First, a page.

The cause, the crux of the housing over building is/was – the system is built on greed! You can prove it by just looking at the way that they ostracize short-sellers. I mean really why would not one like someone on the other side of the fence garding the hen-house? Perhaps because the majority of them are foxes, enjoying sucking from the cash-cow called the housing industry. Why don’t we make it a law that everyone has to use twice the paper to whip ones own ass

  4. Cdale_dog says:

    Nice try Barry, but I’m not buying it. My industry “insiders” tell me that for Freddie and Fannie, they wouldn’t have been originating 90% of the loans that went boom. In section 1.2 above, who pray tell are the Industries “Private Label Insurers”? Can we get a couple of names?



    1) My industry insiders tell me your industry insiders are wrong! Humor aside, please save these whispered anecdotes for people dumb enough to accept your “inside info” as proof of anything other than money losing stock tips.

    2) The phrase you are misreading above is private ISSUERS (as in “private-label non-conventional loan securitization”), not private insurers. (Are you at all familiar with this area? Your comments suggest you are an economic neophyte/political provacateur)

    3) You really don’t get the concept of data driven analysis?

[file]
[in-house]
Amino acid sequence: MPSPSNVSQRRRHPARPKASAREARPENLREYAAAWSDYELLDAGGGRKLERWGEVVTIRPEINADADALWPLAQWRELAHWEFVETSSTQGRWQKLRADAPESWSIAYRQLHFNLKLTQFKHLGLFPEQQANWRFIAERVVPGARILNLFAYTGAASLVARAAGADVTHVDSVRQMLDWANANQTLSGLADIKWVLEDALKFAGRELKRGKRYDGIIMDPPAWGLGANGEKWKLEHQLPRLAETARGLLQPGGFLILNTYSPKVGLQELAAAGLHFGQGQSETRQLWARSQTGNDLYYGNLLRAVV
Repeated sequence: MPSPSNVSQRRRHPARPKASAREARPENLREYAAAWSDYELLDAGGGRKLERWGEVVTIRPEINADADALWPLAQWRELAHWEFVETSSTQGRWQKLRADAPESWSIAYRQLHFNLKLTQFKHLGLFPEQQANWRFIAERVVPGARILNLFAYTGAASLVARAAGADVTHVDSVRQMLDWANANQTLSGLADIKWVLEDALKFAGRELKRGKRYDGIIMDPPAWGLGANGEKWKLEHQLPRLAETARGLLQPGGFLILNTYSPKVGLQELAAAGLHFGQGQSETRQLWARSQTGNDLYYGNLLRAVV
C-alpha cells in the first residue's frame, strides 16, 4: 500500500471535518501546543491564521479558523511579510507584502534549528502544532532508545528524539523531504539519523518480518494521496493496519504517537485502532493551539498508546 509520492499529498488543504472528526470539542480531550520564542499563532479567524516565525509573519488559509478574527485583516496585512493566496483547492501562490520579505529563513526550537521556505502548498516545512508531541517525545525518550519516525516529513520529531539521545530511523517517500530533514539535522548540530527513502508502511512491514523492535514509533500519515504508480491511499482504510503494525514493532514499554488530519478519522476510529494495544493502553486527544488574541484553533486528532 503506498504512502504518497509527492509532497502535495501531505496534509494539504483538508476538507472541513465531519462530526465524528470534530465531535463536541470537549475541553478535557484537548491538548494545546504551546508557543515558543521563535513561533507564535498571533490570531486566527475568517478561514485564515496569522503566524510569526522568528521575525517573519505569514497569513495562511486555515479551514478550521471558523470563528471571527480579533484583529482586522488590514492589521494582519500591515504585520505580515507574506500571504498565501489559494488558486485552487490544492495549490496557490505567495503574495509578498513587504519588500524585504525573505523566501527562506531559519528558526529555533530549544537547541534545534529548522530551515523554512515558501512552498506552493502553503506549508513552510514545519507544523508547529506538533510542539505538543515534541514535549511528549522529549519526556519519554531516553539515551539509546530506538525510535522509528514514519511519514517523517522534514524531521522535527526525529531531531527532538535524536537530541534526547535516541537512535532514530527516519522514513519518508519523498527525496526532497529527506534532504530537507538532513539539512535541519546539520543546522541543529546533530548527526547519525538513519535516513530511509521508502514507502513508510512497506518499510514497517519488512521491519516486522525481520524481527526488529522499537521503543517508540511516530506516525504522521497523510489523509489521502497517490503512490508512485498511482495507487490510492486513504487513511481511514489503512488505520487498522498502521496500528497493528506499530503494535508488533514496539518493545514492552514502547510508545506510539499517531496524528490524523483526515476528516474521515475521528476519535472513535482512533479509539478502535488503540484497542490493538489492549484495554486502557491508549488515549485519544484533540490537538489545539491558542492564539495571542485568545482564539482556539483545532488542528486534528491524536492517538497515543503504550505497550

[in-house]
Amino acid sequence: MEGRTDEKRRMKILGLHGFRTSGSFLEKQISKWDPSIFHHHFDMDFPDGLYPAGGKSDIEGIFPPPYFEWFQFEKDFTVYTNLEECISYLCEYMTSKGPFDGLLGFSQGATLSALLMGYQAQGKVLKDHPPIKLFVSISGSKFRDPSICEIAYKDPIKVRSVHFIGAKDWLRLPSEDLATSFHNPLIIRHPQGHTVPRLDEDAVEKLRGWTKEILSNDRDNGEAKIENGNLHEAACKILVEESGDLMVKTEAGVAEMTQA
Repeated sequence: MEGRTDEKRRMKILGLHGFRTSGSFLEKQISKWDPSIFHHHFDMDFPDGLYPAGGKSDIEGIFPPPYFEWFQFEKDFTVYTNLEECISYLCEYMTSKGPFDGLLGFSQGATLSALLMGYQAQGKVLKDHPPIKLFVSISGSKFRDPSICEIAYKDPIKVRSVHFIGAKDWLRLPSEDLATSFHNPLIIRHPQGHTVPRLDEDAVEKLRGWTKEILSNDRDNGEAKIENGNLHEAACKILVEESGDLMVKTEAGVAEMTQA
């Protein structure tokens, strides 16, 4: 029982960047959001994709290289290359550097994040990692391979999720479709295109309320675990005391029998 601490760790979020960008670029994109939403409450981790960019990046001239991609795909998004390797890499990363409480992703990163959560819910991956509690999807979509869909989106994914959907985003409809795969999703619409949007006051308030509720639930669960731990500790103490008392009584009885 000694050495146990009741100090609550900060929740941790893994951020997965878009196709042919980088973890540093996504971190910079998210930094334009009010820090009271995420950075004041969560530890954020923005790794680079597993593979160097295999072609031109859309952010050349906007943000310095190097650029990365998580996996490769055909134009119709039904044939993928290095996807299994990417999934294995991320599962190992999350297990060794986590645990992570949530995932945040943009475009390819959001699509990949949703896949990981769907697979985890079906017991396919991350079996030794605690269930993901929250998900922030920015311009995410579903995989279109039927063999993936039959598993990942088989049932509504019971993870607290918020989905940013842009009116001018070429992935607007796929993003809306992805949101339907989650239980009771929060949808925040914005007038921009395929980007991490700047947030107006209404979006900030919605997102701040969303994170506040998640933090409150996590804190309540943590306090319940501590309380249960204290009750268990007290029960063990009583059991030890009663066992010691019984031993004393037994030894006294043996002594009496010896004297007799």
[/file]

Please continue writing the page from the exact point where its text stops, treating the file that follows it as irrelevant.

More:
This is the sort of comment that I rail against — it is intellectually lazy, misstates basic facts, and is filled with vague and accusatory remarks aimed at confusing the dumb and the uninformed.

  5. JustinTheSkeptic says:

    Oh, and I ment wipe…not whip…but perhaps its apropos.

  6. Seth K says:

    We appreciate you trying to use data and facts to prove the case, but some people have found a narrative that they prefer, facts be damned.

    You are preaching to the choir to people who are data driven — the wingnuts will never come around

  7. Greg0658 says:

    “the system is built on greed” .. no the system is built on survival for the breeders .. which the system needs too *

    this story clarification .. and a nice job at it .. I just have to wonder how much was FU USG for getting in my way to survive .. I’ll show you how it works .. uckU

    * to repopulate after war and to drive everyday production growth needs